Working in the Winchcombe area during a two train service means that, having just crossed, both trains pass by in a matter of minutes. That's quite handy if you are working on the track.

While we wait for the second one, John regales us with one of his interminable shaggy dog stories. This is the one that ends with 'a multi storey carp ark' and a number of us have heard it before. More than once too. Probably the reason John B (top) is staring at his boots.

Here comes the other train, having just left Winchcombe and crossed the long and steep Chicken Curve embankment. What a sky behind it !

After lunch we came to do a final set of bolts, followed by rectification of two loose clips, all things we can cross off the track walker's faults list.
After a while of working the 'animal' it feels so heavy that people are very grateful for a bit of help relieving the weight. Paul gets a helping hand from Dave and John here.

Back at the base we empty the Landie again, but find that the nearside rear tyre is very low.

Peter gave it a good lot of air from a compressor in one of the wagons.

Can I start yet?

While we were at it, we just checked the other side as well. That was OK.

On Monday we noticed that this support for one of the TB2s has had a big konk somewhere along the line. We were mystified as to how this could happen, it must have been something really heavy. Not only is the end bracket bent right down, the pipe in the middle on which the TB2 rests is also bent. Some whack that must have been.

We took it to the loco department at Toddington, in the hope they might help us sort it out. And they did! It was straightened, not 'by Saturday if you could manage it' as we timidly asked, but right before our eyes. How's that for service. But they do have the kit, we must admit, it was done under this big press. Fishplate greasing can now proceed unimpeded next Monday, providing we can get enough volunteers. Can anyone else help us? It would be really helpful if we had an extra pair of boots on the ground than last time.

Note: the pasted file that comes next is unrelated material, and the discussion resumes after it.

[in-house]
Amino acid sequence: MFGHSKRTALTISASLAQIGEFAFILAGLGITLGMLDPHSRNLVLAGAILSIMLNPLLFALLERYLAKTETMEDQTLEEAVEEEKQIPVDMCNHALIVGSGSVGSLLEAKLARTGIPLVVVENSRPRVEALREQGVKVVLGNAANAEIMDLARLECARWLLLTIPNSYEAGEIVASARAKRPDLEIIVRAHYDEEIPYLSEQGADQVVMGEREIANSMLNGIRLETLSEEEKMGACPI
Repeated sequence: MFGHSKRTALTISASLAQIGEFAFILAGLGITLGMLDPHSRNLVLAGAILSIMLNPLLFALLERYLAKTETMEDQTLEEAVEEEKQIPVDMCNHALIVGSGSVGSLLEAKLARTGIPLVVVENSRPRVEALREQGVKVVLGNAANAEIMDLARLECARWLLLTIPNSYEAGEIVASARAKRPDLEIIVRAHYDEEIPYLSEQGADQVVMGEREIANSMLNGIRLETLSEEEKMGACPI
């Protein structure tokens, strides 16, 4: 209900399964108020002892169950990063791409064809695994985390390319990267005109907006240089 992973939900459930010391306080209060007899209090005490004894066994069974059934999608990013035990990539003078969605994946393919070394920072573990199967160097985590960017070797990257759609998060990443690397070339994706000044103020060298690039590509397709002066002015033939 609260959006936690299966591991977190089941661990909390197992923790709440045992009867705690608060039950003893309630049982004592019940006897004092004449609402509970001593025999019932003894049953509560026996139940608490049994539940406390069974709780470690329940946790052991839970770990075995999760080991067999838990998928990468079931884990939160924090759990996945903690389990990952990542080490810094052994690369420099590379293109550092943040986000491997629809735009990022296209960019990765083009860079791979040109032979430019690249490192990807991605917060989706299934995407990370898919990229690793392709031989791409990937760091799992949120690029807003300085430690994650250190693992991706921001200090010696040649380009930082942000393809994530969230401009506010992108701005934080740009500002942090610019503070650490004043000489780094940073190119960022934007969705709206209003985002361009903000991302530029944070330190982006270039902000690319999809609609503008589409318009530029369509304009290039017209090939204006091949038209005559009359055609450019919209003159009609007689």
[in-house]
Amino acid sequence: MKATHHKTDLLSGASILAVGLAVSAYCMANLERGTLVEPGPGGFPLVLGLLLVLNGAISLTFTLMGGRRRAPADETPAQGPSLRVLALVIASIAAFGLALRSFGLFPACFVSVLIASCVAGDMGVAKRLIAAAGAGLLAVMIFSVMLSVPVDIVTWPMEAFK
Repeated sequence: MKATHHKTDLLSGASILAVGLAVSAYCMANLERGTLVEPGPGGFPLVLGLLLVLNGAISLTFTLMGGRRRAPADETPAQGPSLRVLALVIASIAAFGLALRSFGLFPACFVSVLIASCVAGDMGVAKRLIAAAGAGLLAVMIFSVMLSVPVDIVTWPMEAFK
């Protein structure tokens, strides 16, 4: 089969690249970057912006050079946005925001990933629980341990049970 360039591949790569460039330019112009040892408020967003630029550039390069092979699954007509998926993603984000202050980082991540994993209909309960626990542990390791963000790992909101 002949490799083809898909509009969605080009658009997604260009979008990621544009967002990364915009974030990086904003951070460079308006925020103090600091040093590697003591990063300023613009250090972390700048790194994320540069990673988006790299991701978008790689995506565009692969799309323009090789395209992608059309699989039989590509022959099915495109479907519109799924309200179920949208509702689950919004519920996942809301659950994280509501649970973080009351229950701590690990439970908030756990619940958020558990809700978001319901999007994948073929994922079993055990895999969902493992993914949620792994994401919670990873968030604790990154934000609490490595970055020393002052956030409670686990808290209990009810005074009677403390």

A study in blue and green
Out in the yard things were gearing up for a famous visitor. It seems he was born in Jacks Lane, Leeds. Confusion for the loco spotters though, he has no number...

A last look at Foremarke Hall under that foreboding sky. Here she is just opening up as she leaves Chicken Curve with a full train.

If you have the time, why not take another look at the 'Early GWSR' Flickr site? Another 80 photographs of the 1980s have been added from John Lees' collection. And we're still only in 1986! There are a few more to come, and we will post them in batches after scanning and repair of blemishes arising after 30 years in storage. Those were the pioneering days...

John Lees joined in 1981 and has taken photographs of PWay work right from the beginning. With his private pilot's licence he also flew along the line twice, taking pictures from above. The latest batch just posted shows, inter alia, the pictures he took in 1984, during the second flight.


  1. Wow, those early pictures of John Lees show just how far the railway has come in the intervening years. It's hard to believe what's been achieved from such seemingly ropey beginnings! One thing though - the volunteers were a lot younger than the average now.

  2. That picture set shows a desperate situation, with a group of Railway enthusiasts trying to come to terms with a destroyed Railway line.

    When the vandals of British Railways used ‘scorched earth’ tactics, a small group began the enormous task of taking the first steps back, to undoing the destruction and restoring the Railway line.

    Against the odds, they ploughed on. It gives us all hope, when we see those pictures.